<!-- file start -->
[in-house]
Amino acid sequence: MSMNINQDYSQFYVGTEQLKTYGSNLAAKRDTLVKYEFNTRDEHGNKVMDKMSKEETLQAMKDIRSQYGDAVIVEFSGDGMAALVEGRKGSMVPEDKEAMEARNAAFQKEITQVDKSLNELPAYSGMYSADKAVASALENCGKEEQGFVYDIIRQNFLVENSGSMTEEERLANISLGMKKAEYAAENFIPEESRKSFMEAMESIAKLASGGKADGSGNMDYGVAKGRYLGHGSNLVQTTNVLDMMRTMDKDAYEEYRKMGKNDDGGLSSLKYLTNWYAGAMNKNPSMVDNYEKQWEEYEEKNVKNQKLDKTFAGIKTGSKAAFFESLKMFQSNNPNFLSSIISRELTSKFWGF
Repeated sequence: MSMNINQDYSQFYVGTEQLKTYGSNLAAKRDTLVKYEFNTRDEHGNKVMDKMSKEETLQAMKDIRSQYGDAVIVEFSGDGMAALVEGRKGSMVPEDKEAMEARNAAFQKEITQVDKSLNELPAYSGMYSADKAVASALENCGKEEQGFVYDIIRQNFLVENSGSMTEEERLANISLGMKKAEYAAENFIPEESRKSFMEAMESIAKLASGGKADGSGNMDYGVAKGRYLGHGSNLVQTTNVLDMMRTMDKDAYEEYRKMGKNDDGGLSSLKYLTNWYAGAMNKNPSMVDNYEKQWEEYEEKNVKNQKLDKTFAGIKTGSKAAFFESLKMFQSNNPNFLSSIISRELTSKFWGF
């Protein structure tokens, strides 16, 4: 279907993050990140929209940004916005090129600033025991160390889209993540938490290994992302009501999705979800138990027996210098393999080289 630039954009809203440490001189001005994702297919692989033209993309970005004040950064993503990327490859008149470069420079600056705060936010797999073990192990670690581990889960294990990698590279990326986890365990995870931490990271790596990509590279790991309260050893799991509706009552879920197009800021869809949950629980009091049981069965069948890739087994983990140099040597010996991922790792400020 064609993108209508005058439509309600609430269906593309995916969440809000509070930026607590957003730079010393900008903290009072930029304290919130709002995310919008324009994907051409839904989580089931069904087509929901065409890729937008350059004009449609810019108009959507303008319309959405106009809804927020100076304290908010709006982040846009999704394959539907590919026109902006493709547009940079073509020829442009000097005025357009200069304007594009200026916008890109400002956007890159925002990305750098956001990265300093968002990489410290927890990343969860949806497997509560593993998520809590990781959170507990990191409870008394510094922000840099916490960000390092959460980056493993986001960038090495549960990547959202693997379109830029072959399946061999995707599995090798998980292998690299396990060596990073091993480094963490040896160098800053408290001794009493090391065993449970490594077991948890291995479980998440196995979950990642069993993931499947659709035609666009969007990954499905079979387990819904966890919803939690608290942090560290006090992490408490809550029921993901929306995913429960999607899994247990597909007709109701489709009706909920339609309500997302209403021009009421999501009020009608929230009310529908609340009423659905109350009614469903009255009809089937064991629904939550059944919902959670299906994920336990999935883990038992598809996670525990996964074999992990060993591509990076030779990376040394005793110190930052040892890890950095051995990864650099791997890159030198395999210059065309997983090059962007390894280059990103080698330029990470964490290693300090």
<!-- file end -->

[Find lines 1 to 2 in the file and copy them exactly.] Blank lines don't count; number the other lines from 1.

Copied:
[in-house]
Amino acid sequence: MSMNINQDYSQFYVGTEQLKTYGSNLAAKRDTLVKYEFNTRDEHGNKVMDKMSKEETLQAMKDIRSQYGDAVIVEFSGDGMAALVEGRKGSMVPEDKEAMEARNAAFQKEITQVDKSLNELPAYSGMYSADKAVASALENCGKEEQGFVYDIIRQNFLVENSGSMTEEERLANISLGMKKAEYAAENFIPEESRKSFMEAMESIAKLASGGKADGSGNMDYGVAKGRYLGHGSNLVQTTNVLDMMRTMDKDAYEEYRKMGKNDDGGLSSLKYLTNWYAGAMNKNPSMVDNYEKQWEEYEEKNVKNQKLDKTFAGIKTGSKAAFFESLKMFQSNNPNFLSSIISRELTSKFWGF